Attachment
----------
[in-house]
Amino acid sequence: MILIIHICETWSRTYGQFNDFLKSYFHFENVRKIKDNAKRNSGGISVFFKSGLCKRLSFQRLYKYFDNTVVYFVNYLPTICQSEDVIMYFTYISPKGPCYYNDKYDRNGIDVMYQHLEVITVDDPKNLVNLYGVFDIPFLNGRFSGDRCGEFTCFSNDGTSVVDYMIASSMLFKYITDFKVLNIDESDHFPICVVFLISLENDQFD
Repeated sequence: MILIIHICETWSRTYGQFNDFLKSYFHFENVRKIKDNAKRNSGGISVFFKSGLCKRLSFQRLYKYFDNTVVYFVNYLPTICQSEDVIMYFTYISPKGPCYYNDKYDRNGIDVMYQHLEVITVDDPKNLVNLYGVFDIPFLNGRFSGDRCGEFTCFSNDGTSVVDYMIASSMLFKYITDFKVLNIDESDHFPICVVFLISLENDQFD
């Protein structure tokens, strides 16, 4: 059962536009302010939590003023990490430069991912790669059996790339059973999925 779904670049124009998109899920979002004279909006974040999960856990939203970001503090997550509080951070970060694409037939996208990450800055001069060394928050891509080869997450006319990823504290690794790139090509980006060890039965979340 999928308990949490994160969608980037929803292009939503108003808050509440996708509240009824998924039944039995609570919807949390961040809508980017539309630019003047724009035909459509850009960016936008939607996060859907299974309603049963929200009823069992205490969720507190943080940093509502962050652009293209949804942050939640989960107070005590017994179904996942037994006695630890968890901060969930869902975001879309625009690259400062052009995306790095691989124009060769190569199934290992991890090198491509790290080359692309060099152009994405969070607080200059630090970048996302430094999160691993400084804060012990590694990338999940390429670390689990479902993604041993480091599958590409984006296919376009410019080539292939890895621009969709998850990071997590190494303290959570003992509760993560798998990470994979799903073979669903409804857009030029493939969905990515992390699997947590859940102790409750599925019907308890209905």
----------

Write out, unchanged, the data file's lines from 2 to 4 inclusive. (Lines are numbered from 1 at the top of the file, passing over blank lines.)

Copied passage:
Amino acid sequence: MILIIHICETWSRTYGQFNDFLKSYFHFENVRKIKDNAKRNSGGISVFFKSGLCKRLSFQRLYKYFDNTVVYFVNYLPTICQSEDVIMYFTYISPKGPCYYNDKYDRNGIDVMYQHLEVITVDDPKNLVNLYGVFDIPFLNGRFSGDRCGEFTCFSNDGTSVVDYMIASSMLFKYITDFKVLNIDESDHFPICVVFLISLENDQFD
Repeated sequence: MILIIHICETWSRTYGQFNDFLKSYFHFENVRKIKDNAKRNSGGISVFFKSGLCKRLSFQRLYKYFDNTVVYFVNYLPTICQSEDVIMYFTYISPKGPCYYNDKYDRNGIDVMYQHLEVITVDDPKNLVNLYGVFDIPFLNGRFSGDRCGEFTCFSNDGTSVVDYMIASSMLFKYITDFKVLNIDESDHFPICVVFLISLENDQFD
């Protein structure tokens, strides 16, 4: 059962536009302010939590003023990490430069991912790669059996790339059973999925 779904670049124009998109899920979002004279909006974040999960856990939203970001503090997550509080951070970060694409037939996208990450800055001069060394928050891509080869997450006319990823504290690794790139090509980006060890039965979340 999928308990949490994160969608980037929803292009939503108003808050509440996708509240009824998924039944039995609570919807949390961040809508980017539309630019003047724009035909459509850009960016936008939607996060859907299974309603049963929200009823069992205490969720507190943080940093509502962050652009293209949804942050939640989960107070005590017994179904996942037994006695630890968890901060969930869902975001879309625009690259400062052009995306790095691989124009060769190569199934290992991890090198491509790290080359692309060099152009994405969070607080200059630090970048996302430094999160691993400084804060012990590694990338999940390429670390689990479902993604041993480091599958590409984006296919376009410019080539292939890895621009969709998850990071997590190494303290959570003992509760993560798998990470994979799903073979669903409804857009030029493939969905990515992390699997947590859940102790409750599925019907308890209905």